medRxiv [Preprint]. 2024 Mar 13:2024.03.13.24304161. doi: 10.1101/2024.03.13.24304161.

ABSTRACT

Obsessive-compulsive disorder (OCD) affects ∼1% of the population and exhibits a high SNP-heritability, yet previous genome-wide association studies (GWAS) have provided limited information on the genetic etiology and underlying biological mechanisms of the disorder. We conducted a GWAS meta-analysis combining 53,660 OCD cases and 2,044,417 controls from 28 European-ancestry cohorts revealing 30 independent genome-wide significant SNPs and a SNP-based heritability of 6.7%. Separate GWAS for clinical, biobank, comorbid, and self-report sub-groups found no evidence of sample ascertainment impacting our results. Functional and positional QTL gene-based approaches identified 249 significant candidate risk genes for OCD, of which 25 were identified as putatively causal, highlighting WDR6, DALRD3, CTNND1 and genes in the MHC region. Tissue and single-cell enrichment analyses highlighted hippocampal and cortical excitatory neurons, along with D1- and D2-type dopamine receptor-containing medium spiny neurons, as playing a role in OCD risk. OCD displayed significant genetic correlations with 65 out of 112 examined phenotypes. Notably, it showed positive genetic correlations with all included psychiatric phenotypes, in particular anxiety, depression, anorexia nervosa, and Tourette syndrome, and negative correlations with a subset of the included autoimmune disorders, educational attainment, and body mass index.. This study marks a significant step toward unraveling its genetic landscape and advances understanding of OCD genetics, providing a foundation for future interventions to address this debilitating disorder.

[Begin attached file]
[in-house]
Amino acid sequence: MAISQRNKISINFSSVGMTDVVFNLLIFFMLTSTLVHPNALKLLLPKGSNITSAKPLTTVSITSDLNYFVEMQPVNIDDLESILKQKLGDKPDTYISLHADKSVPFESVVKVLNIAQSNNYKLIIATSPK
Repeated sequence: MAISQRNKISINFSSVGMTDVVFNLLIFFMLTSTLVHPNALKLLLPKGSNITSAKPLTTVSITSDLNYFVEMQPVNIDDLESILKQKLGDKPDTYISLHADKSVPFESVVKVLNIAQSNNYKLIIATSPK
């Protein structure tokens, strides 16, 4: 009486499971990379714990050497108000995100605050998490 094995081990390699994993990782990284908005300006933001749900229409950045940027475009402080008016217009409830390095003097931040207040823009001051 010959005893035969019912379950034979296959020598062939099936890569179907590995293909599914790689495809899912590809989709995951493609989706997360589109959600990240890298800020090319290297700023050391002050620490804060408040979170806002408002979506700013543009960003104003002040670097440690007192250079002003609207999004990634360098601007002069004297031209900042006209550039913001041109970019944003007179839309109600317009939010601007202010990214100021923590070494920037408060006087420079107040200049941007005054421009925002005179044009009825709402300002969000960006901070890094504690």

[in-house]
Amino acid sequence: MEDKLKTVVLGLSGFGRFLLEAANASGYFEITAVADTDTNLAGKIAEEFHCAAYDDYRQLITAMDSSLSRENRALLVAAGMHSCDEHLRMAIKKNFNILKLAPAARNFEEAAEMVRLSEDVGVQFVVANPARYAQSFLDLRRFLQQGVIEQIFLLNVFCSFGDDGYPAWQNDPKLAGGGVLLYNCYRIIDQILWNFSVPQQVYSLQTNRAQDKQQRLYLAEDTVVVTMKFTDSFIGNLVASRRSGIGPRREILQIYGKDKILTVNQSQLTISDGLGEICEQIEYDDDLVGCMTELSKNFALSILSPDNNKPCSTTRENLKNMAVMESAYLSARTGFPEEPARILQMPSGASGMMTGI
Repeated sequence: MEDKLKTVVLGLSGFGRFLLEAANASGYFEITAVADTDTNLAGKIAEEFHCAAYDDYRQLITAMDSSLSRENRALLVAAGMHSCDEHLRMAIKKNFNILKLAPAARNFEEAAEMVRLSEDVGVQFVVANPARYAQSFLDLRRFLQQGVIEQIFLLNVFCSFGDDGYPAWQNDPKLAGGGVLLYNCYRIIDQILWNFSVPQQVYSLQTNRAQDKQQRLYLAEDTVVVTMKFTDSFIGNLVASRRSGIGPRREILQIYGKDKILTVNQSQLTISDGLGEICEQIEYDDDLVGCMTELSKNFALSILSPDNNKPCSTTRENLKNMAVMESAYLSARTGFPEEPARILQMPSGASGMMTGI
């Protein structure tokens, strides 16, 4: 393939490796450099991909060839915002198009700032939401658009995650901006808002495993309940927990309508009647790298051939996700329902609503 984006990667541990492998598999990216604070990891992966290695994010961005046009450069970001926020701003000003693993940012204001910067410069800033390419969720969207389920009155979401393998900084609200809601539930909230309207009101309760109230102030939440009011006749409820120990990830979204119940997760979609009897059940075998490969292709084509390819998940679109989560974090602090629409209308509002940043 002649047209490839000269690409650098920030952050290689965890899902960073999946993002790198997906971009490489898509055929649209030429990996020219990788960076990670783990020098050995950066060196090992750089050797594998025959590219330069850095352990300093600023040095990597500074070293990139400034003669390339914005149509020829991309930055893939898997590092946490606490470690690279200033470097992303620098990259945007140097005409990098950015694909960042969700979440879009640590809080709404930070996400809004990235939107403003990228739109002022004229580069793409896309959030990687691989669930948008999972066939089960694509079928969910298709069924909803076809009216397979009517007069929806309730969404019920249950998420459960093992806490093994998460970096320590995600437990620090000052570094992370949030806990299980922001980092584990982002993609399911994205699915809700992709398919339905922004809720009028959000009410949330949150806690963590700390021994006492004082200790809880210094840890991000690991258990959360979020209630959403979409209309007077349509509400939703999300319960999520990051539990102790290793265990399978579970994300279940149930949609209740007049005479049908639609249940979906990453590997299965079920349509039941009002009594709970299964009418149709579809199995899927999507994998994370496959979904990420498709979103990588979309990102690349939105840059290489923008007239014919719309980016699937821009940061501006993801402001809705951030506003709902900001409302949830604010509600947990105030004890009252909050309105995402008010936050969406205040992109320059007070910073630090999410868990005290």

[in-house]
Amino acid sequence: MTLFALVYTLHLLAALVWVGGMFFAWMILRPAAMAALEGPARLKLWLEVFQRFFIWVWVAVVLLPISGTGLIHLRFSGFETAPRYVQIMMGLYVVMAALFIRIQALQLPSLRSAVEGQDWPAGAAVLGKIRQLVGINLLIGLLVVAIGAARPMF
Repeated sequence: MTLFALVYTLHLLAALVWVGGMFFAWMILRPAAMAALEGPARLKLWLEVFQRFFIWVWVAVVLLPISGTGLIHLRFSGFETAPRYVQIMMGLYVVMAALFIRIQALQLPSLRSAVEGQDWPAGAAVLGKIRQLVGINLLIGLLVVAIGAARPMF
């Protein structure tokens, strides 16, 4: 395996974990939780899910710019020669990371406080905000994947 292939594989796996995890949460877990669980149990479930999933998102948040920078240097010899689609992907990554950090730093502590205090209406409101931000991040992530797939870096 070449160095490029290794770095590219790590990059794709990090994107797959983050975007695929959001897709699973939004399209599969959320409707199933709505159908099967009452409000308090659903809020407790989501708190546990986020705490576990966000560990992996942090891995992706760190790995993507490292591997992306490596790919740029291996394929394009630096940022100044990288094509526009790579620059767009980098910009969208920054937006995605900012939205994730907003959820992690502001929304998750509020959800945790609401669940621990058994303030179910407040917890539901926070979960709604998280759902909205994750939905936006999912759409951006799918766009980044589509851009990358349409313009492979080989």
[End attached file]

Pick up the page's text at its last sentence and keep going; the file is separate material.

PMID:38712091 | PMC:PMC11071577 | DOI:10.1101/2024.03.13.24304161